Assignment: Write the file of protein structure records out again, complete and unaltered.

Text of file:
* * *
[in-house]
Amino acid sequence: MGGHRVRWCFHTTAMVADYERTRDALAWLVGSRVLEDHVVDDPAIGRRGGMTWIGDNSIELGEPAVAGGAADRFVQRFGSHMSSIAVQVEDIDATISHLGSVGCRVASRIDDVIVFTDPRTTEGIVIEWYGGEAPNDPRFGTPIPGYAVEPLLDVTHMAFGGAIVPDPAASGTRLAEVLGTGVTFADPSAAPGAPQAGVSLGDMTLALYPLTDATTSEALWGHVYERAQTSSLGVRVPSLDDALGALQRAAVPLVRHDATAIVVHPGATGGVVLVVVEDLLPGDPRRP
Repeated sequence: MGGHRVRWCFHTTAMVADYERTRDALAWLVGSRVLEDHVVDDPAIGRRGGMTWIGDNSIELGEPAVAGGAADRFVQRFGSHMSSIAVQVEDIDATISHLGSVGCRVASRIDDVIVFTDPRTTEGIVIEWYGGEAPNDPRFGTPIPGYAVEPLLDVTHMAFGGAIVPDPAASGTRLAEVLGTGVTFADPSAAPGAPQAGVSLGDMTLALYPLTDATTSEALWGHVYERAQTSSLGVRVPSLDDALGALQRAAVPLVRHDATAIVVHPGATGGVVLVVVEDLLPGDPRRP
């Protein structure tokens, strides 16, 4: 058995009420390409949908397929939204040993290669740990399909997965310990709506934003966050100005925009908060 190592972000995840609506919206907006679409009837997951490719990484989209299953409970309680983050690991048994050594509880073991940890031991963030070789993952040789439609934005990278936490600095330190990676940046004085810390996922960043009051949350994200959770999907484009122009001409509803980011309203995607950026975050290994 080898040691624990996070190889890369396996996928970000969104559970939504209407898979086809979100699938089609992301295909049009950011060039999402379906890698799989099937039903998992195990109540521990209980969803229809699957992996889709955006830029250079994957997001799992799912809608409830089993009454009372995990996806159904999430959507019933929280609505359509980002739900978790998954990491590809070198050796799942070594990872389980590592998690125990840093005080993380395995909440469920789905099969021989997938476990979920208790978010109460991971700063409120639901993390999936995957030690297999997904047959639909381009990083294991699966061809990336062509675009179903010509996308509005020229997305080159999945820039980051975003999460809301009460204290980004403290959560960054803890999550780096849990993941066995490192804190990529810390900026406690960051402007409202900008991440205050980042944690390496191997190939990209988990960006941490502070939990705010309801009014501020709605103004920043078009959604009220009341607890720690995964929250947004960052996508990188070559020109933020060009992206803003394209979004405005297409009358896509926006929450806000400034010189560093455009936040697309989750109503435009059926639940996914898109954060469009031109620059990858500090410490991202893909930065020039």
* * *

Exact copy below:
[in-house]
Amino acid sequence: MGGHRVRWCFHTTAMVADYERTRDALAWLVGSRVLEDHVVDDPAIGRRGGMTWIGDNSIELGEPAVAGGAADRFVQRFGSHMSSIAVQVEDIDATISHLGSVGCRVASRIDDVIVFTDPRTTEGIVIEWYGGEAPNDPRFGTPIPGYAVEPLLDVTHMAFGGAIVPDPAASGTRLAEVLGTGVTFADPSAAPGAPQAGVSLGDMTLALYPLTDATTSEALWGHVYERAQTSSLGVRVPSLDDALGALQRAAVPLVRHDATAIVVHPGATGGVVLVVVEDLLPGDPRRP
Repeated sequence: MGGHRVRWCFHTTAMVADYERTRDALAWLVGSRVLEDHVVDDPAIGRRGGMTWIGDNSIELGEPAVAGGAADRFVQRFGSHMSSIAVQVEDIDATISHLGSVGCRVASRIDDVIVFTDPRTTEGIVIEWYGGEAPNDPRFGTPIPGYAVEPLLDVTHMAFGGAIVPDPAASGTRLAEVLGTGVTFADPSAAPGAPQAGVSLGDMTLALYPLTDATTSEALWGHVYERAQTSSLGVRVPSLDDALGALQRAAVPLVRHDATAIVVHPGATGGVVLVVVEDLLPGDPRRP
């Protein structure tokens, strides 16, 4: 058995009420390409949908397929939204040993290669740990399909997965310990709506934003966050100005925009908060 190592972000995840609506919206907006679409009837997951490719990484989209299953409970309680983050690991048994050594509880073991940890031991963030070789993952040789439609934005990278936490600095330190990676940046004085810390996922960043009051949350994200959770999907484009122009001409509803980011309203995607950026975050290994 080898040691624990996070190889890369396996996928970000969104559970939504209407898979086809979100699938089609992301295909049009950011060039999402379906890698799989099937039903998992195990109540521990209980969803229809699957992996889709955006830029250079994957997001799992799912809608409830089993009454009372995990996806159904999430959507019933929280609505359509980002739900978790998954990491590809070198050796799942070594990872389980590592998690125990840093005080993380395995909440469920789905099969021989997938476990979920208790978010109460991971700063409120639901993390999936995957030690297999997904047959639909381009990083294991699966061809990336062509675009179903010509996308509005020229997305080159999945820039980051975003999460809301009460204290980004403290959560960054803890999550780096849990993941066995490192804190990529810390900026406690960051402007409202900008991440205050980042944690390496191997190939990209988990960006941490502070939990705010309801009014501020709605103004920043078009959604009220009341607890720690995964929250947004960052996508990188070559020109933020060009992206803003394209979004405005297409009358896509926006929450806000400034010189560093455009936040697309989750109503435009059926639940996914898109954060469009031109620059990858500090410490991202893909930065020039």